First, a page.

My early favorite songs (I can’t decide on one) include the majestic sounding “Horoscope,” which reminds me of all-time favorite New Order song “Your Silent Face,” if it had been graced by a vocal from Elizabeth Frazier, along with the sheer catchiness of the title track, “Permanent” (I cannot stop humming the ooohs from the chorus), and I cannot leave out the stunning “Divine,” which is so pleasantly dream-like that it is a shame when it ends.  Every song is fantastic and though there isn’t a huge variety here, the album works very well as a whole and its 30 minutes or so keeps any fatigue from setting in.

In my tiny circle, Fawns of Love are getting a lot of well-deserved attention.  I hope that it continues to grow.  This is magical music that needs to be heard.  The vinyl is limited, so please pick up a copy while you can! 

Fawns of Love "Mournful Eyes"

Monday, January 14, 2019

Don't Look

Young Romance
Don’t Look

I’ve had a hell of a time getting this review started.  Don’t Look was released back in early November, I first learned of the band in late November, immediately fell in love with what I heard, ordered a copy of the album, received it midway through December and have listened to it over and over again.  I want to spread the word as best I can, because it seems like there has been little attention paid to this deserving record, but the words have not come, so please bear with me.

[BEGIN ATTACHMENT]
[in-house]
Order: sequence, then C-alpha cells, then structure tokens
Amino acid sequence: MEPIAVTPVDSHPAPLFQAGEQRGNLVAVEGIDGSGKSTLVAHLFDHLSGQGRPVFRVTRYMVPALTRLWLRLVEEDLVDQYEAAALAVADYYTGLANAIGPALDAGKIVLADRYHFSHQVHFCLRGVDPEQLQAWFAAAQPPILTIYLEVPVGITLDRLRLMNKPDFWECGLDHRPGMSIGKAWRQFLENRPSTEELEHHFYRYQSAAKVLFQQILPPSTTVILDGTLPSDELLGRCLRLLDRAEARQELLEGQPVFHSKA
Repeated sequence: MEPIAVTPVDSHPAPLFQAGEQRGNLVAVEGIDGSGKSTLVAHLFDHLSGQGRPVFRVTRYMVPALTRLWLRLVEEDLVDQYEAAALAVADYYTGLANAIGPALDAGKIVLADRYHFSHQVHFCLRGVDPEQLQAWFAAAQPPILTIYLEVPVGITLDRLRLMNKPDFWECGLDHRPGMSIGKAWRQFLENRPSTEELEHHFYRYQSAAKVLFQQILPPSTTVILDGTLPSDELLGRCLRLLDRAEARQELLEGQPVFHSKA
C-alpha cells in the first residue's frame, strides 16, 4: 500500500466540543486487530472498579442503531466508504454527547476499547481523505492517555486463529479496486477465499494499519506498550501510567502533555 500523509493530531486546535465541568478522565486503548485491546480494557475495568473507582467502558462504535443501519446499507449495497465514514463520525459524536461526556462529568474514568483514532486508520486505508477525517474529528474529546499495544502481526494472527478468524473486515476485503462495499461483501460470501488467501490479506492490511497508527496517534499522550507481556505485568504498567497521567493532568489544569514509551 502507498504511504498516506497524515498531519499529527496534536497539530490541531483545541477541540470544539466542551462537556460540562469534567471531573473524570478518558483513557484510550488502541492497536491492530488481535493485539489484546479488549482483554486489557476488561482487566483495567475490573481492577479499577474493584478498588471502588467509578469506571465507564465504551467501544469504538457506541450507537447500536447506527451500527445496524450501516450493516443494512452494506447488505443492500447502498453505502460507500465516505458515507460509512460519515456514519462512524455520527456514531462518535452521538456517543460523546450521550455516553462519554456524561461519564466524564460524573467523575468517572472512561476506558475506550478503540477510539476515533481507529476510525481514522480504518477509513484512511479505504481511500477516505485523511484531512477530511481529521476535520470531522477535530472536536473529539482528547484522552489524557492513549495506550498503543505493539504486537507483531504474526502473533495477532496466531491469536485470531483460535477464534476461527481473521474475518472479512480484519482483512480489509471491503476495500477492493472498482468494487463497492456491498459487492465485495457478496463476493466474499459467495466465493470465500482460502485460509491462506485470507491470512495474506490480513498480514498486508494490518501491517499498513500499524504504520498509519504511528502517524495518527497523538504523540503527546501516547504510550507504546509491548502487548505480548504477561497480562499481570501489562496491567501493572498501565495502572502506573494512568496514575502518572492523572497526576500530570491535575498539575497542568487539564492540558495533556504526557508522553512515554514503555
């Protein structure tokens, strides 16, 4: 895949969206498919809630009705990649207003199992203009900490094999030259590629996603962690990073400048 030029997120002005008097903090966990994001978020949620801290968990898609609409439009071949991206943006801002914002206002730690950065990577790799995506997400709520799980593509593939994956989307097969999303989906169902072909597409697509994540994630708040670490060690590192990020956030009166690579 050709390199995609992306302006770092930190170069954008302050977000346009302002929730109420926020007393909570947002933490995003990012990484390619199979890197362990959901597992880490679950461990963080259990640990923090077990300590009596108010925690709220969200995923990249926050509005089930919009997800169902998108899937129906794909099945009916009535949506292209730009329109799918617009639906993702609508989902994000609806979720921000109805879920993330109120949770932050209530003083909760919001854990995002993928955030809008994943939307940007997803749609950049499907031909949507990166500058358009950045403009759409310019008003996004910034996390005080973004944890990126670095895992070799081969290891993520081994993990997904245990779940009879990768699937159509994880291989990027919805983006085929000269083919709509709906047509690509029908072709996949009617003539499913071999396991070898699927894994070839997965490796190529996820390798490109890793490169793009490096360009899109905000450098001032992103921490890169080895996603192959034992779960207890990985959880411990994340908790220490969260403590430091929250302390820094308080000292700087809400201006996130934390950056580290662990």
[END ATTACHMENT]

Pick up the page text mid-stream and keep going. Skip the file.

Maybe it’s in my DNA, as a Pacific North Westerner, but I do love me some guitar/drums two-pieces, and this UK pair are Paolo Ruiu on guitar and Claire Heywood on drums and vocals.  There’s always been at least a few on my radar at any one time, like The Spinanes, Some Velvet Sidewalk, MOTO, early Eux Autres, and Honeyblood – just off the top of my head.  I love the clarity.  The simplicity.  The energy.  Young Romance’s second full length, Don’t Look, hits all of those marks in spades.  There is a singular focus to this album, both lyrically and musically that is appealing.  It has a certain feeling of heartbreak crossed with a powerful determination.